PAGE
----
Jackie Summers looks at how we value money. And how we value life.
What would you do if you met the grim reaper face-to-face? If you’re Jackie Summers, you decide to pay very very close attention.
Jackie Summers reminds us that racism didn’t start as a moral problem. It started as an economic one.
In Jackie Summers’ experience, people are always telling you to “just get over it” when it comes to emotional pain. They rarely, as Jackie does here, tell you how.
“What just happened?” The court-appointed lawyer repeated Jackie Summers words, then replied tersely. “You got f***ed.”
Jackie Summers was about to have a very good day and solve all the mysteries of the universe. Or so he thought.
When a romance is over, it’s over. The problem according to Jackie Summers, is that no one ever evacuates Pompeii until the volcano erupts.
Jackie Summers explains that no matter how much you hate President Obama, rooting for the home team to fail simply doesn’t make any sense.
Jackie Summers examines the way racism reproduces – and how well-meaning people feed the disease by denying their privilege.
Jackie Summers has identified the most troubling thing about racism these days: no one ever admits to being racist.
“You know that ringing in your ears? That ‘eeeeeeeeee’? That’s the sound of the ear cells dying, like their swan song. Once it’s gone you’ll never hear that frequency again. Enjoy it while it lasts.” ~ Children of Men
Dave Kanegis offers some simple exercises to help you bring your whole self to dating.
Alex Barnett shares the truth about toddler-parenting: There are no breaks. No timeouts. No commercials. You just go and go and go.
It’s true that that the car service company Uber has done some questionable things, but it’s also advancing liberals priorities.
If you’ve been reading through the evidence that was presented to the grand jury in the case of the death of Michael Brown in Ferguson, MO and feel like a few things are off, this Young Turks broadcast may solidify what’s sitting wrong with you.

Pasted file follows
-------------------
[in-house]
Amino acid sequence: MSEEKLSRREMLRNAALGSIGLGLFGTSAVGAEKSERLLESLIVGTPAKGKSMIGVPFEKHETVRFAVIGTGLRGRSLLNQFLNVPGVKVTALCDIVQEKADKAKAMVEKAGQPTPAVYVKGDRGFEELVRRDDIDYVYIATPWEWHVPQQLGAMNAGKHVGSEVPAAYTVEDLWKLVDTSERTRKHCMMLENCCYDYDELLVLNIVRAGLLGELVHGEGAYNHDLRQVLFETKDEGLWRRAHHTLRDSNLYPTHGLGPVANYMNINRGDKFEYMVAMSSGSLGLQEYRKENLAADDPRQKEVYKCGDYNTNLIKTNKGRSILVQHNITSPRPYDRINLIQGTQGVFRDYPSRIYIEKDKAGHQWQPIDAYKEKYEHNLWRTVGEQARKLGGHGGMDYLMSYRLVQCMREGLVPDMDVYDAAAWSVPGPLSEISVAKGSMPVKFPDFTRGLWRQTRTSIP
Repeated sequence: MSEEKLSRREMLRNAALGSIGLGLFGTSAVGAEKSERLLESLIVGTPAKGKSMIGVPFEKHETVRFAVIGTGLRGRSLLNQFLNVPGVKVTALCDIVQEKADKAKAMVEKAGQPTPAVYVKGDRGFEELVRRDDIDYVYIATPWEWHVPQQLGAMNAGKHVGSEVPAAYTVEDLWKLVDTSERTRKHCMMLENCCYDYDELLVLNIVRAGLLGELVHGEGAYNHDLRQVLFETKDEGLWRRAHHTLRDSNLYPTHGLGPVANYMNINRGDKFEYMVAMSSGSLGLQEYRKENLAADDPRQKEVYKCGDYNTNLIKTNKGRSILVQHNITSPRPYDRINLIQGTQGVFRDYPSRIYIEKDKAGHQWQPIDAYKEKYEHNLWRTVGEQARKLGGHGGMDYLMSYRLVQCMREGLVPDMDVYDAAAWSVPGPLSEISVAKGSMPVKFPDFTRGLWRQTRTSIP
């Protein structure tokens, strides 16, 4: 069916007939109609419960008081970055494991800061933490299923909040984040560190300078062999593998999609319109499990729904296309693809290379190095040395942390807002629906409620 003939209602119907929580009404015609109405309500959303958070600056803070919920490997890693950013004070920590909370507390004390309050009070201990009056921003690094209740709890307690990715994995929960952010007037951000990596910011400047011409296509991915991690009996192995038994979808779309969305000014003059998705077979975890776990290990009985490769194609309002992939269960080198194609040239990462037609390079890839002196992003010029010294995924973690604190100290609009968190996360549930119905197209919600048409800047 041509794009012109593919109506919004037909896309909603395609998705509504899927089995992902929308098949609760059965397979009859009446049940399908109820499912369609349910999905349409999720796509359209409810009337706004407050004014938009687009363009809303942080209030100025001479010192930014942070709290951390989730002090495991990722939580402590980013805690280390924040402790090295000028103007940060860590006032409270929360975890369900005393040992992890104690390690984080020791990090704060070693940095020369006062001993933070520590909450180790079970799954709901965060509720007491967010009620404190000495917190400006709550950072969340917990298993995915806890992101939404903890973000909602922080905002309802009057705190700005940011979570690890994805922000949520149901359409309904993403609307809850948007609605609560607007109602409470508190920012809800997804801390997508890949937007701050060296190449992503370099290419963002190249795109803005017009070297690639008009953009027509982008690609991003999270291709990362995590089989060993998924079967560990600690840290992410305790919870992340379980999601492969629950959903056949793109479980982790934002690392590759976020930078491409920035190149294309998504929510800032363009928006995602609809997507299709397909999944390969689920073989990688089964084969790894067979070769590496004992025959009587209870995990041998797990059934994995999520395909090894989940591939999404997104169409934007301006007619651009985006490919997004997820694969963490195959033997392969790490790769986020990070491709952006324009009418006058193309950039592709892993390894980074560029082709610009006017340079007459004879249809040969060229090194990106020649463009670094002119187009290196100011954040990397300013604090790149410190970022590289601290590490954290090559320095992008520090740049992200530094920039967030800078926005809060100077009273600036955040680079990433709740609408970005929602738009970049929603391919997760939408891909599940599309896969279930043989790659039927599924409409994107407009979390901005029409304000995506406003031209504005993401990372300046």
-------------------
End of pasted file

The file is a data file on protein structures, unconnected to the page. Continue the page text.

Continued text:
A Thanksgiving drive and a return to his city reminded Mike Iamele how important home is.
Bob Marrow reflects on defending Ronald “Blood” Peak, the enforcer for Frank Lucas.
Brandon Greene shares a poem dedicated to his son about growing up as a black man.
A man’s brave journey from childhood abuse to self love, redemption and hope. As told by Christian M. Lyons.
If a friend told you, “Even you know that an adopted child will never feel the same as one you gave birth to,” what would you say? Here is one dad’s answer.
Do you know what everyday racism looks like? Sami Jankins keeps her eyes open to it.
In the wake of last week’s FSU school shootings, Americans were again reminded that our gun problem isn’t over.
Dean Kostos expertly weds form and content in this poem–a villanelle–whose use of refrain and repetition reflects an old man’s movement through time and memory.
Yale psychiatrist Matthew Goldenberg wonders if, given the long-term neuropsychiatric risks, we should still be playing football.
Jeff Bogle finds that with Amex Membership Rewards®, he can just keep on giving.
There are some things worse than death and they can be overcome simply by thinking about… death.
Nick Pavlidis reflects on his marriage and calls out three crucial truths about being married that any newlywed should realize sooner than later.
Joanna Schroeder explains how the selfies parents take today can affect their child’s future (in a good way!).